Last week I wrote a blog post showing that powers of the golden ratio are nearly integers. Specifically, the distance from φ^{n} to the nearest integer decreases exponentially as *n* increases. Several people pointed out that the golden constant is a Pisot number, the general class of numbers whose powers are exponentially close to integers.

The so-called plastic constant *P* is another Pisot number, in fact the smallest Pisot number. *P* is the real root of *x*^{3} – *x* – 1 = 0.

Because *P* is a Pisot number, we know that its powers will be close to integers, just like powers of the golden ratio, but the *way* they approach integers is more interesting. The convergence is slower and less regular.

We will the first few powers of *P*, first looking at the distance to the nearest integer on a linear scale, then looking at the absolute value of the distance on a logarithmic scale.

As a reminder, here’s what the corresponding plots looked like for the golden ratio.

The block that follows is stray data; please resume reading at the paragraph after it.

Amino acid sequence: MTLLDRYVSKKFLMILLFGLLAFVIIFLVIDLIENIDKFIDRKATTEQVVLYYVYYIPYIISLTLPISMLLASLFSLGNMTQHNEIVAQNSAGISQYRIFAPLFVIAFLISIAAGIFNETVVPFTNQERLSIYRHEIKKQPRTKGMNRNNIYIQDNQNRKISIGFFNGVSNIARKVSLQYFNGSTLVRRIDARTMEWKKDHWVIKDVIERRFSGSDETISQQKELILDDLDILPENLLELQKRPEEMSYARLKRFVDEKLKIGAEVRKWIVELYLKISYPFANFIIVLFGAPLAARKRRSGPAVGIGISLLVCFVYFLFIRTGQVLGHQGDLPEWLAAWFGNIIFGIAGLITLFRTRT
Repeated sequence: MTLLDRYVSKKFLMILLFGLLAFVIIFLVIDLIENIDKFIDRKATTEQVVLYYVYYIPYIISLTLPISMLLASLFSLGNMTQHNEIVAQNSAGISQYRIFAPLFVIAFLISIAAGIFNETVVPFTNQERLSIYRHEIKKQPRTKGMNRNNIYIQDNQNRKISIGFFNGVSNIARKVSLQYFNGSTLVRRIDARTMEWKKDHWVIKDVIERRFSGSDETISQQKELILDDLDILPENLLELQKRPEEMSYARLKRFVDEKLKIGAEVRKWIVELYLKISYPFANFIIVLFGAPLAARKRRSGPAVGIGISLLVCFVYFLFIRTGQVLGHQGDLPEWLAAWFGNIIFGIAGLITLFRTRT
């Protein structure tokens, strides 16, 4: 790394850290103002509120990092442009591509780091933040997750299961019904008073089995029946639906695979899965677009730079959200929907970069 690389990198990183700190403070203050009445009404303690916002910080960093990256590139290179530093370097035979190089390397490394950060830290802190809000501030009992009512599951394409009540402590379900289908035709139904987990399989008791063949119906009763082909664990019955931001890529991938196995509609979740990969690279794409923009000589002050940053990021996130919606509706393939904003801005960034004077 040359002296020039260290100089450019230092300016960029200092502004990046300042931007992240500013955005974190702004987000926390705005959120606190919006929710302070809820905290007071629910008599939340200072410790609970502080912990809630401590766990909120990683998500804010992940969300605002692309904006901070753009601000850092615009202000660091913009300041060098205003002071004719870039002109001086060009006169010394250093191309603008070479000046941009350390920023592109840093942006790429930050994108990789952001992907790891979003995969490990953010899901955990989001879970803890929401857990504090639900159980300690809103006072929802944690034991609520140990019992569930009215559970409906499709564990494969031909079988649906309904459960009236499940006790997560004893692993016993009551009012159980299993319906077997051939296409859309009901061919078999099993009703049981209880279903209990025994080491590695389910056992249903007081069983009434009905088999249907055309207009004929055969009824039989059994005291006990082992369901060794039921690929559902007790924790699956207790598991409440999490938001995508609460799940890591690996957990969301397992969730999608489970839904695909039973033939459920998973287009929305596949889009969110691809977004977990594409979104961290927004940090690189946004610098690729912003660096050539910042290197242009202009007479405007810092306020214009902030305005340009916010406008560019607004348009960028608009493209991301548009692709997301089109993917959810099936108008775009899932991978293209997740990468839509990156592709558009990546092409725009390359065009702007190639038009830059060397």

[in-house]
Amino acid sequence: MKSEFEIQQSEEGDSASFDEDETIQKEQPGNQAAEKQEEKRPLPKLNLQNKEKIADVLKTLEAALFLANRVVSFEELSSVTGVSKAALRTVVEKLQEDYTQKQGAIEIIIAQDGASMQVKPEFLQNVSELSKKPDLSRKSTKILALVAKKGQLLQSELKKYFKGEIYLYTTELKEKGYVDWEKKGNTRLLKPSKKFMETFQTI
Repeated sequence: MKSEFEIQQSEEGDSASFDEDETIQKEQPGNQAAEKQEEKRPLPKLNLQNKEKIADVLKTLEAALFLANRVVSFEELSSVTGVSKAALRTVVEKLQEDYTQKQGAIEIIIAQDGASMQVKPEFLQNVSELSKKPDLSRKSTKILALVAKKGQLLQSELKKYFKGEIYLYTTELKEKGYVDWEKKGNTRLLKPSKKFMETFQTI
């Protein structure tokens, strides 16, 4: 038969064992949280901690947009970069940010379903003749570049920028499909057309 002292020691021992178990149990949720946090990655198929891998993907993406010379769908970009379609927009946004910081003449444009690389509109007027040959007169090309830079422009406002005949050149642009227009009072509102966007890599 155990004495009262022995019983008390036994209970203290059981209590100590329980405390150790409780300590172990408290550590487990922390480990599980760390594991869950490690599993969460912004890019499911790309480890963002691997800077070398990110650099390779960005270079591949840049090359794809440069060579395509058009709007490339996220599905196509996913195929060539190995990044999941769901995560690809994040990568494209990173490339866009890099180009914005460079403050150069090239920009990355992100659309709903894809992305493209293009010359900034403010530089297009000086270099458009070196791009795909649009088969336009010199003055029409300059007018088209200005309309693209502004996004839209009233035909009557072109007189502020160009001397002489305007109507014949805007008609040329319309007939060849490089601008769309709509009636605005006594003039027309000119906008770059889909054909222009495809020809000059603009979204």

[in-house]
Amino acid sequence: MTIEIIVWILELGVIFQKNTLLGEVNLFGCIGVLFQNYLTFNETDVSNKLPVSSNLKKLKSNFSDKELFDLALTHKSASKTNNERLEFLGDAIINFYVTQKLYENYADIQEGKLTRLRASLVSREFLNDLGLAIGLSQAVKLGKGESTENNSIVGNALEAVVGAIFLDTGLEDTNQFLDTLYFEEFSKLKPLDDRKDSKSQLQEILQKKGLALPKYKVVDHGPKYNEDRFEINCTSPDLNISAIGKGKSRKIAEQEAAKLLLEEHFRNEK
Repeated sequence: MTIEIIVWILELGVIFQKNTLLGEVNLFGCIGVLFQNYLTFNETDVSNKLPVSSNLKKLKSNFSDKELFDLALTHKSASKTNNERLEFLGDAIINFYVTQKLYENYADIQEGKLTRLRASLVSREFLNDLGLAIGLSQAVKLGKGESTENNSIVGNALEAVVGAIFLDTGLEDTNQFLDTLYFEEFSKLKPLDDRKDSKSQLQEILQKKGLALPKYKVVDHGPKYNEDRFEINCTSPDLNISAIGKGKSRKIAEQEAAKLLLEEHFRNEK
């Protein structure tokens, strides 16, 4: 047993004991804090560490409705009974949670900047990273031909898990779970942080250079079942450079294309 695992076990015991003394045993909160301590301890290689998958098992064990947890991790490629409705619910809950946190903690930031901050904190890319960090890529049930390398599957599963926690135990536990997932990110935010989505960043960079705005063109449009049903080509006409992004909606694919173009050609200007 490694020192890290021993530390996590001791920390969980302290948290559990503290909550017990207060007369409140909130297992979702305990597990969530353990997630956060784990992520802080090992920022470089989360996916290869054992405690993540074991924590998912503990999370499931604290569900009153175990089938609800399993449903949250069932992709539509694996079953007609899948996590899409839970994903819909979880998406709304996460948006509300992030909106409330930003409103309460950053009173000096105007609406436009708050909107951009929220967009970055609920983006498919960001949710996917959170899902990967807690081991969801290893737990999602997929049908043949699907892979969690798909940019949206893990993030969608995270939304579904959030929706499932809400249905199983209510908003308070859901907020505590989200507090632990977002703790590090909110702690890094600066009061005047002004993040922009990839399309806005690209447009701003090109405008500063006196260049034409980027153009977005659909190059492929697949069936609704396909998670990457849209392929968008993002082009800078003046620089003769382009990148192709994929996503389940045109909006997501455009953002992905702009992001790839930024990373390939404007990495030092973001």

Another good post, thanks!

One significant typo — in the math markup, the numerator has “9 minus root 69” twice; it should have “minus” once and “plus” once.

Thanks. Just fixed the typo.

Every nth Lucas number (2, 1, 3, 4, 7, …) is a sum of nth power of golden ratio and its negative nth power multiplied by (-1) to the nth. L(n) = Phi^n + phi^ (-n) . For instance: L(3) = 4 and adequately Phi^3 + phi^(-3) = 4. Consequently, with growing n value the second component the above sum vanishes and the first term asymptotically approaches the adequate Lucas number.

Regards,

PG13

BTW, the ratio of subsequent Lucas numbers L(n)/L(n-1) converges to the Golden Ratio.